Top Legal Expert Concludes NYC Has Power to Toll Its Own Roads and Bridges
Mayor de Blasio could make tremendous strides tackling NYC's traffic and transit problems by enacting congestion pricing via home rule.
One of New York City’s preeminent jurists, Frederick A.O. Schwarz Jr., affirmed today that the city possesses full legal authority to toll its own roads and bridges and thus does not require state approval to implement congestion pricing.
Schwarz, chief counsel of the Brennan Center for Justice at NYU Law School, was director of the NYC Law Department from 1982 to 1986 and later chaired the New York City Charter Revision Commission and the New York City Campaign Finance Board. His support for home rule tolling, expressed in an op-ed in Crain’s New York this morning, lends more weight to the conclusion that Mayor Bill de Blasio can overhaul New York’s dysfunctional toll regime without concerning himself with the many veto points in Albany.
There are now two versions of the Move NY toll reform plan: one that sets a uniform toll to enter Manhattan below 60th Street while lowering tolls on MTA crossings, which would require an act of the legislature; and a city-only model with no toll swap, which could be enacted by the City Council.
Schwarz and his co-authors — Hofstra Law School Dean Eric Lane and NYU Law Professor Roderick Hills, Jr. — trace the origins of the city’s legal authority to a 1950s toll proposal that ran afoul of Robert Moses:
The Legislature passed the law after a blue-ribbon commission, appointed by Mayor Robert Wagner and Gov. Averell Harriman and chaired by banker and civic leader Benjamin Buttenwieser, recommended in 1956 that the state create a new public authority to take over the city’s roads and bridges and finance them with toll revenue. While good-government groups praised the plan, Robert Moses denounced it as an attack on his own Triborough Bridge & Tunnel Authority. Caving in to Moses, the Legislature instead bestowed a new power on the New York City Council to impose tolls on the use of highways “authorized by law.”
They conclude that “authorized by law” must refer to city, not state law, or else the clause would essentially be meaningless. (Interested readers may wish to consult Professor Hills’ law memorandum detailing this and other fine points of law.)
Schwarz’s imprimatur is significant because of the haze of denial that has enshrouded the home-rule option.
At a City Council hearing last month, City DOT Commissioner Polly Trottenberg deflected questions about the idea, saying, “Many attorneys over a number of administrations have looked at this question very carefully. They all determined that the city doesn’t have the legal authority, that we need to get that authority from the state.” That same day, de Blasio insisted that “The only way congestion pricing can even be considered is through Albany. That’s what has been determined by the Law Department long ago.”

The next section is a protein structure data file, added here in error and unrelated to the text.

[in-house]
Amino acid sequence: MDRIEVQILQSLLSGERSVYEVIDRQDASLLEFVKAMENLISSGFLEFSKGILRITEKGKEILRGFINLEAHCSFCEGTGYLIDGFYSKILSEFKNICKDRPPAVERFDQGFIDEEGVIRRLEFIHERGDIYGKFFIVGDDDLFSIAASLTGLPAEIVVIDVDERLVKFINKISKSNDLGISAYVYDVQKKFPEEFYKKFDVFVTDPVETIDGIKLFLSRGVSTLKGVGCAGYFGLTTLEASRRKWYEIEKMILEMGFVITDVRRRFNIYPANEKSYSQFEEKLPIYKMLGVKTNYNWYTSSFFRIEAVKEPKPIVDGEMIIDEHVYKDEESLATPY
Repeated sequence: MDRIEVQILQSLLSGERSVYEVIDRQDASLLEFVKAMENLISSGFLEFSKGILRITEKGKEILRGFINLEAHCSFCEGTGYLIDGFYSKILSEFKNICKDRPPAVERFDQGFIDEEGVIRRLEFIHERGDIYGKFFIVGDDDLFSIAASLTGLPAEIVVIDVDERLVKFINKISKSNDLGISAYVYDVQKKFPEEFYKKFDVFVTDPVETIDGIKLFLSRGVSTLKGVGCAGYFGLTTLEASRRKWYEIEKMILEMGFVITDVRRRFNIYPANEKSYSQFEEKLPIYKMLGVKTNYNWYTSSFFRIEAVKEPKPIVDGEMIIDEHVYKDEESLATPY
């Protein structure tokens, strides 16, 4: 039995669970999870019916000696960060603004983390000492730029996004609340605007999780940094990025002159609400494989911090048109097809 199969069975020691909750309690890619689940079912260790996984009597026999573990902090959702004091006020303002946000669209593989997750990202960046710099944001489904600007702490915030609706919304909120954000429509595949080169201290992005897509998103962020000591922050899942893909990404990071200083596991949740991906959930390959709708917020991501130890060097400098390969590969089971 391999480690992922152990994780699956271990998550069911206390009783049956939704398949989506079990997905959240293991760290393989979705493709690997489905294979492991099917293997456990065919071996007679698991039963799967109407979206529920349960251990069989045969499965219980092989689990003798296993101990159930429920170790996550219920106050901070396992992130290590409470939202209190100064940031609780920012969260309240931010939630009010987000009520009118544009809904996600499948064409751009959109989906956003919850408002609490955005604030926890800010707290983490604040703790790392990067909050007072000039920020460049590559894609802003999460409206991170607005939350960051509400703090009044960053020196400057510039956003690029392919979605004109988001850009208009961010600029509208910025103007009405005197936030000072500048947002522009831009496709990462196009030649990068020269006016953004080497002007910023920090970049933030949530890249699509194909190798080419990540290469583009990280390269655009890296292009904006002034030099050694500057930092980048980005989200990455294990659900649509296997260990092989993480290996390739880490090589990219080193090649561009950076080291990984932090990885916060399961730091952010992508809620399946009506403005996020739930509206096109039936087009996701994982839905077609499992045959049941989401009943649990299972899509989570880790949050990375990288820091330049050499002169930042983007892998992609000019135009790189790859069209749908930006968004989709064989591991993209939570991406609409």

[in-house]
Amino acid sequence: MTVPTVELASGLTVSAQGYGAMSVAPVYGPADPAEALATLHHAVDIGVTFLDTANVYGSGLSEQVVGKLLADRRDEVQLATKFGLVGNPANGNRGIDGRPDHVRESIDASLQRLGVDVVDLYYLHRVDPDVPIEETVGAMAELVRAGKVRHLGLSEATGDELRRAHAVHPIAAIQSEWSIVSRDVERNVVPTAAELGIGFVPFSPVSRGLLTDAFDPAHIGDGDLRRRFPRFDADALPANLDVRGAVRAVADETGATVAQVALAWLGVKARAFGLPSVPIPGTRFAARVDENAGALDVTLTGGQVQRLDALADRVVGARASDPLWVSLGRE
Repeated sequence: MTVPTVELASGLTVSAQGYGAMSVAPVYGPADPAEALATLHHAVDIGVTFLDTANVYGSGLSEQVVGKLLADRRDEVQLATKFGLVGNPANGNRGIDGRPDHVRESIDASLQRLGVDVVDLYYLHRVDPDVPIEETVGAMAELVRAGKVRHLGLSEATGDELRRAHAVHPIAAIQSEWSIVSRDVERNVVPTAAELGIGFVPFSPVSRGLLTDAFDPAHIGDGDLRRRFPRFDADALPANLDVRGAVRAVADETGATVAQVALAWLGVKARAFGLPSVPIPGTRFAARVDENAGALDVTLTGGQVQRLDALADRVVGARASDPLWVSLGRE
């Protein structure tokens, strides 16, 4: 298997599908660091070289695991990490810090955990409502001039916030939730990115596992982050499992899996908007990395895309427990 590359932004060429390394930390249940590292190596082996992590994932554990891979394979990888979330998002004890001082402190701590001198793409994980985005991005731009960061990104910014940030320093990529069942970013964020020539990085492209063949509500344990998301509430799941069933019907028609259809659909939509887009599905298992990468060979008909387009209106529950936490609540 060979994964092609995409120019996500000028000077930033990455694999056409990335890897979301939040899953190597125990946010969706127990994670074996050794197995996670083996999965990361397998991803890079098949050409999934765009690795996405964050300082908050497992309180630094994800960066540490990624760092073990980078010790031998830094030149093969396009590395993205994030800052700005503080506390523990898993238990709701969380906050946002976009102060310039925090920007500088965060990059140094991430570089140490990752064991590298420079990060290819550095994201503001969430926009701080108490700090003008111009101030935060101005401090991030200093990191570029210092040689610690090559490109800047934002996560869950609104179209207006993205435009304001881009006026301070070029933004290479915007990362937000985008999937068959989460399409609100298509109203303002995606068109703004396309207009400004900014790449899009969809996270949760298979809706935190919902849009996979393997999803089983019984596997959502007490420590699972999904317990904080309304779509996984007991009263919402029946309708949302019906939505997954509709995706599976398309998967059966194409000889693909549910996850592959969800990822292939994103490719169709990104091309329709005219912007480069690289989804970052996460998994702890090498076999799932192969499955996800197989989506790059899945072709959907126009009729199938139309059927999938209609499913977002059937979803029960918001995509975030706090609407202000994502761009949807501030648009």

Schwarz, Hills, and Lane dispute those dismissals:
We … scholars of New York City law … know of no public corporation counsel opinion defending the Albany-only view of the 1957 law. Indeed, there has been no publicly reasoned defense of such abdication of city power at all, just bland assertions by city officials that unnamed city lawyers have decided for reasons unknown that the city has no powers whatsoever.
While the authority to fix subway service rests with the governor, a mayor looking to tackle New York’s mounting traffic and transit problems could make tremendous strides by enacting congestion pricing via home rule.
The city-only version of the Move NY plan envisions $2.75 car tolls to enter and exit the Manhattan central business district (via the East River bridges and across 60th Street), with an equivalent surcharge for cabs and app-based for-hire vehicles making pick-ups in the CBD. Here are some of the notable anticipated effects:
- Bus service could be significantly improved, owing to the predicted 10 percent gain in Manhattan traffic speeds and the opportunity to use the reduced car volumes to carve out functional bus lanes.
- A similar dynamic, buttressed by safety-in-numbers, would make bicycling safer and more widespread. Moreover, some of the toll revenues could pay to build out bike-share throughout the city.
- Toll revenues could also finance the Riders Alliance’s popular “fair fares” proposal to help low-income households afford subway and bus travel.
- The taxi surcharge would reduce demand for and supply of Ubers and yellow cabs within and near the Manhattan core, countering the upsurge of for-hire vehicle trips that is the primary cause of the 15 percent slowing of CBD traffic cited by Trottenberg in her testimony to the City Council last month.
While these gains would be impressive, there could be an even bigger payoff if elected officials and civic leaders begin to rally behind congestion pricing. An upwelling of interest could put the lie to Governor Andrew Cuomo’s constant (and circular) refrain that a lack of political support prevents him from backing congestion pricing proposals such as Move NY.
The prospect of New York City charging tolls on its own — and commandeering the toll revenues — could be just the ticket to force the governor to take seriously the Albany version of Move NY — which would do more to reduce traffic and raise revenue for transit.